Photo Credit: Courtesy Southern Ute Ag Division
Photo Credit: Courtesy Southern Ute Ag Division
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Tribal member agricultural questionnaire results

This article is a follow up to the tribal member agricultural assignment meeting which was held April 12. Tribal members gathered to discuss issues that we would like to tackle during the current 2022 growing season. Though this meeting was open to anyone who is growing any type of agricultural crop on a tribal assignment or allotment, most members seem to be hay farmers.  

We are still open to other types of growers and to buyers who may need to be connected to any type of farmers in the area. For the purpose of this article, our findings will primarily cover hay production and buying. We did have members inquire about filling out a questionnaire even though they were not able to attend the meeting and they were invited to do so.  

Some of the major highlights of information/programs requested are listed below. 

Agricultural Loans 

Access to funding seems to be one of the biggest challenges to new farmers who are just starting out. Seed prices are high and fertilizer prices have almost tripled in just the past year. O&M (water) bills for the year are sent out at the beginning of the year and are expected to be paid regardless of whether a person uses their allotted amount of water or not. Tractor services provided by the Tribe are charged on an hourly basis and so ground prep, seeding, and fertilizer distribution can add up, depending on the number of hours needed to get an assignment up to standards. All these expenses are incurred before the water even turns on. What further complicates the ability to get money for this is the notion that none of these services provide collateral.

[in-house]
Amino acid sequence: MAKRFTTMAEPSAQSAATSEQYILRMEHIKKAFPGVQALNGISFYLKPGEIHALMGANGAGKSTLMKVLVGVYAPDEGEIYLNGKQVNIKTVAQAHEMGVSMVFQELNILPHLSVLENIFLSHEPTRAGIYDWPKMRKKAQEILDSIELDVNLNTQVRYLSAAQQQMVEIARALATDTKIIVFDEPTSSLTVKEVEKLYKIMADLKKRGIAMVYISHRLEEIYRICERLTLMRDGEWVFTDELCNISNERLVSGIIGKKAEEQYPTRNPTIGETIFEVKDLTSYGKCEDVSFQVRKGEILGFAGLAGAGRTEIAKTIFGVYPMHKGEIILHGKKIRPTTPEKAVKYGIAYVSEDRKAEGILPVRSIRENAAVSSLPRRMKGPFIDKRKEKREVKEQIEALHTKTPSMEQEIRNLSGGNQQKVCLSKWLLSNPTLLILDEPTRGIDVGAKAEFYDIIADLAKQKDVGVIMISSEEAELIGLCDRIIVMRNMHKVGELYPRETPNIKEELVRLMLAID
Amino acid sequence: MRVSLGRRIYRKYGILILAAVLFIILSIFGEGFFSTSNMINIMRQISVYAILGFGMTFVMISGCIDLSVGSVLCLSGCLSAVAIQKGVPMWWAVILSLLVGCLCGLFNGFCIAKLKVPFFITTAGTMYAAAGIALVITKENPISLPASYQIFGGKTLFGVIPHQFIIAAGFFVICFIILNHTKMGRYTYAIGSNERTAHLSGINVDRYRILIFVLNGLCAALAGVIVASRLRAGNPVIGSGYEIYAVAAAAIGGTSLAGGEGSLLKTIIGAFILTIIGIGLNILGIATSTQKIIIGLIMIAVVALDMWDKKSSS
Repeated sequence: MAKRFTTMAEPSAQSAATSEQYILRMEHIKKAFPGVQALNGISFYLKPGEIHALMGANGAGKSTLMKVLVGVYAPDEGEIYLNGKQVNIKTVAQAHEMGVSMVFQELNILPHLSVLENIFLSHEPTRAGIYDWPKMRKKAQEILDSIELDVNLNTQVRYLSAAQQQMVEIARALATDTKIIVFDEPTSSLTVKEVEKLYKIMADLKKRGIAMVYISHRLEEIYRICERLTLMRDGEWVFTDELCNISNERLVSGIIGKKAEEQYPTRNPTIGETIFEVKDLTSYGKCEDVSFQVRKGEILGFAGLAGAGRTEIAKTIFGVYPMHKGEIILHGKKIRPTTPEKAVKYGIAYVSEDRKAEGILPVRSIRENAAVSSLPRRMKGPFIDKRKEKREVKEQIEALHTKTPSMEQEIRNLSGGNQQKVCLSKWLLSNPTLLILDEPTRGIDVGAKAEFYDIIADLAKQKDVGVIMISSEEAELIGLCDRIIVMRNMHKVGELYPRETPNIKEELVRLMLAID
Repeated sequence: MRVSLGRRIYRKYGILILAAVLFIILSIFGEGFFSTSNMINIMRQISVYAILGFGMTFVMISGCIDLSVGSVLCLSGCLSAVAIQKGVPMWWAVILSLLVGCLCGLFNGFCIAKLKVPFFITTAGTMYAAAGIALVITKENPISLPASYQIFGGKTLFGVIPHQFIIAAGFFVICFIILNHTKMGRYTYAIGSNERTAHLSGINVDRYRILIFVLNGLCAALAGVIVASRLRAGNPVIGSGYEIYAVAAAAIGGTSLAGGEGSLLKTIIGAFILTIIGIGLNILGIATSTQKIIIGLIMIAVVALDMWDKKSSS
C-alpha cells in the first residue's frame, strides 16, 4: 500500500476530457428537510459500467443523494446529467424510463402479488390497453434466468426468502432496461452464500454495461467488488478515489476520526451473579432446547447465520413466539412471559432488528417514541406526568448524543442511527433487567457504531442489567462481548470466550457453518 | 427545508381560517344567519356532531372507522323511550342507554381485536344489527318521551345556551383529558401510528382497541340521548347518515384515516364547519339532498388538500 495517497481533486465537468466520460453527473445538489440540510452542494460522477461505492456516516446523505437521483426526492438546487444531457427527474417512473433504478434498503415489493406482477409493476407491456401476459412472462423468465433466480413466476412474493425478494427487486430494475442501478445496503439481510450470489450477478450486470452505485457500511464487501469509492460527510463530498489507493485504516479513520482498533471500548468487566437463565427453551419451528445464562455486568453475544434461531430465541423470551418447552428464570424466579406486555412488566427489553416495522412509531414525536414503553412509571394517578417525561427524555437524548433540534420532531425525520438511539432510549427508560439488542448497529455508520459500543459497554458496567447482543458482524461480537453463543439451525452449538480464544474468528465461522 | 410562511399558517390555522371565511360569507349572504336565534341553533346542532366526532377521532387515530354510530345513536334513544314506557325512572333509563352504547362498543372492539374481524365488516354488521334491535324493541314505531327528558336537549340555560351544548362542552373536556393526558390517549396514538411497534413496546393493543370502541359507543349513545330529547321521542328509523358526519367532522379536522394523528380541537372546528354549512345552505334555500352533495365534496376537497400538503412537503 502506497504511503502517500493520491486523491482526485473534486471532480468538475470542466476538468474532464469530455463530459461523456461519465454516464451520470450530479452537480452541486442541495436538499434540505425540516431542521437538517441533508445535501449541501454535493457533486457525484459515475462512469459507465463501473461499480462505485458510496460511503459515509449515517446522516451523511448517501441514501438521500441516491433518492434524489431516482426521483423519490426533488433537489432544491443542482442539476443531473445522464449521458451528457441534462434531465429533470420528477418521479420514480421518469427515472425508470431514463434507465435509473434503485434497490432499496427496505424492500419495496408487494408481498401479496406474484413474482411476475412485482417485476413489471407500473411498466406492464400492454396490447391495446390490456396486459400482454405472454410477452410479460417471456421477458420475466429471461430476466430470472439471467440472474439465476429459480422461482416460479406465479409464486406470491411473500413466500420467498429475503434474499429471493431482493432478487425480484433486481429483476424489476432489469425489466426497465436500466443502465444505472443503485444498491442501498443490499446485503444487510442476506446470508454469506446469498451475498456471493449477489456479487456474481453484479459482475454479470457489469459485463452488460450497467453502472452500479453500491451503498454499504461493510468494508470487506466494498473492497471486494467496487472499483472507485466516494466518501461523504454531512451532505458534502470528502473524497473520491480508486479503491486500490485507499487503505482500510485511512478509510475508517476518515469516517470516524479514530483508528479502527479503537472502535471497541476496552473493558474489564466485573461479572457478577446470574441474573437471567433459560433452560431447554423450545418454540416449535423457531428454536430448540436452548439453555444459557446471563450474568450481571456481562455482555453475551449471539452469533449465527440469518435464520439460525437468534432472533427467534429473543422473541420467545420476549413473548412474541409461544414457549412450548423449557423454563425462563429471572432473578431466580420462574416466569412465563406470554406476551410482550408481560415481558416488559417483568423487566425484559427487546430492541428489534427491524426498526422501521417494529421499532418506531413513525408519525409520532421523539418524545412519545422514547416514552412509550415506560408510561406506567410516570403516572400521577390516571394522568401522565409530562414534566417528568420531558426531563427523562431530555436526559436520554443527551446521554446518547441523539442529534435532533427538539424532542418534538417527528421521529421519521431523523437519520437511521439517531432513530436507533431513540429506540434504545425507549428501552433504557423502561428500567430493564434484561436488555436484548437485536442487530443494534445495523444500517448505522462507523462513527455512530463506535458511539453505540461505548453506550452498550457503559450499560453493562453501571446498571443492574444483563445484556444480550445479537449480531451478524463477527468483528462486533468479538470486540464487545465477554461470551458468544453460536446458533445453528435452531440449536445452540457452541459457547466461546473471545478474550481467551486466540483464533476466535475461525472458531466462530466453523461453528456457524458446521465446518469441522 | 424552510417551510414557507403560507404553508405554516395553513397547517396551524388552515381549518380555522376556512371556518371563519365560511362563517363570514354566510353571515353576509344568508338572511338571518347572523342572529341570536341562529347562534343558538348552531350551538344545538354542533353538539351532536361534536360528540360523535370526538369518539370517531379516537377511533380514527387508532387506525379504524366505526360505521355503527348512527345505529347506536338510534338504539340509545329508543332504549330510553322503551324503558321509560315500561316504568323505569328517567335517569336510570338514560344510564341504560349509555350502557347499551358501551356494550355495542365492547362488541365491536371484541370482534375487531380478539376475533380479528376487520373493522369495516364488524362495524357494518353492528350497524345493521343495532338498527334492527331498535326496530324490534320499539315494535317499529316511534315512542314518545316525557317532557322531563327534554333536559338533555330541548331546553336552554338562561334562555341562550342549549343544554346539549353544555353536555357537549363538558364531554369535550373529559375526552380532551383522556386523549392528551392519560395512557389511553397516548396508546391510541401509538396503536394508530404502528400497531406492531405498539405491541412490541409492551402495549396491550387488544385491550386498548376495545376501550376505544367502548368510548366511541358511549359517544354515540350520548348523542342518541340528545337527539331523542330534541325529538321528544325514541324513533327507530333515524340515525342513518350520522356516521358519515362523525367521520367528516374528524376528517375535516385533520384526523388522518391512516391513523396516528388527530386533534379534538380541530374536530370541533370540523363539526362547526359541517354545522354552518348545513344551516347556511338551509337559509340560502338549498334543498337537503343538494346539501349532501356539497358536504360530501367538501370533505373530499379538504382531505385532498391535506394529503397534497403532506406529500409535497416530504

If you buy a tractor, an implement, or tangible asset, then at least the item can be used as collateral in a standard bank loan. Many farm processes and incurred costs are done upfront with the hope of generating revenue later in the year. This makes it very difficult for a lending company to confidently loan money to a farmer. Still, if we are going to encourage our membership to farm, then we need to provide them the means of getting the necessary funding. One such option could be providing agricultural loans through our Tribal Credit Dept. The questionnaire asked, “How much would you think would be needed for an impactful agricultural loan?” The results varied and some people even asked for help to create a number based upon an evaluation of their own property and needs.  

Training vs. Buying Services 

“Give a person a fish and feed them for a day. Teach a person to fish and you feed them for a lifetime.” 

One theme that comes up multiple times in the questionnaire is people wanting to know how to do things. The idea of the meeting was to couple new farmers with knowledgeable and wise farmers who have already made the mistakes that we are hoping to avoid. Nothing is more frustrating than buying a $10,000 hay rake and then breaking it within the same year because of not knowing at which speed/gear to rake or how high to have the rake off the ground. Wednesday, May 25, the Ag Division is hosting a Weed Control class over on their campus. This is one of the many issues brought up and will only help the membership become more confident farmers. Other things brought up were ditch burning, fence building/repair, tractor driving, selecting the right tractor/implements, and irrigating best practices.